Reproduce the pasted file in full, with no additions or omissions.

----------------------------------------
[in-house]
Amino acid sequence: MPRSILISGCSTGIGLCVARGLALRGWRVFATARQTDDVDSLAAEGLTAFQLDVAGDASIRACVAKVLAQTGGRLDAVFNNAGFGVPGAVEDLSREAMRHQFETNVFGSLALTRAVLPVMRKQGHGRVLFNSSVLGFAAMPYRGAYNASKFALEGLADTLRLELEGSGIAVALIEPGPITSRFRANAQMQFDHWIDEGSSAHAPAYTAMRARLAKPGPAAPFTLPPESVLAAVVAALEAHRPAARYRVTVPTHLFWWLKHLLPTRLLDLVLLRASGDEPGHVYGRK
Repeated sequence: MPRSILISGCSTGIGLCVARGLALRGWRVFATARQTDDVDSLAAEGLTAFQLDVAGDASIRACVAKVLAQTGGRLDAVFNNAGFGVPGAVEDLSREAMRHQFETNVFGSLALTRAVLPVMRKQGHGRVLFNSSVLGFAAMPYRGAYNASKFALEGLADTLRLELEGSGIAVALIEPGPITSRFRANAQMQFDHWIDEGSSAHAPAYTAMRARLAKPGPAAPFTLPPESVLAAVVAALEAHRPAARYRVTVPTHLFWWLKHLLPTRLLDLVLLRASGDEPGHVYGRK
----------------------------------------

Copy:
[in-house]
Amino acid sequence: MPRSILISGCSTGIGLCVARGLALRGWRVFATARQTDDVDSLAAEGLTAFQLDVAGDASIRACVAKVLAQTGGRLDAVFNNAGFGVPGAVEDLSREAMRHQFETNVFGSLALTRAVLPVMRKQGHGRVLFNSSVLGFAAMPYRGAYNASKFALEGLADTLRLELEGSGIAVALIEPGPITSRFRANAQMQFDHWIDEGSSAHAPAYTAMRARLAKPGPAAPFTLPPESVLAAVVAALEAHRPAARYRVTVPTHLFWWLKHLLPTRLLDLVLLRASGDEPGHVYGRK
Repeated sequence: MPRSILISGCSTGIGLCVARGLALRGWRVFATARQTDDVDSLAAEGLTAFQLDVAGDASIRACVAKVLAQTGGRLDAVFNNAGFGVPGAVEDLSREAMRHQFETNVFGSLALTRAVLPVMRKQGHGRVLFNSSVLGFAAMPYRGAYNASKFALEGLADTLRLELEGSGIAVALIEPGPITSRFRANAQMQFDHWIDEGSSAHAPAYTAMRARLAKPGPAAPFTLPPESVLAAVVAALEAHRPAARYRVTVPTHLFWWLKHLLPTRLLDLVLLRASGDEPGHVYGRK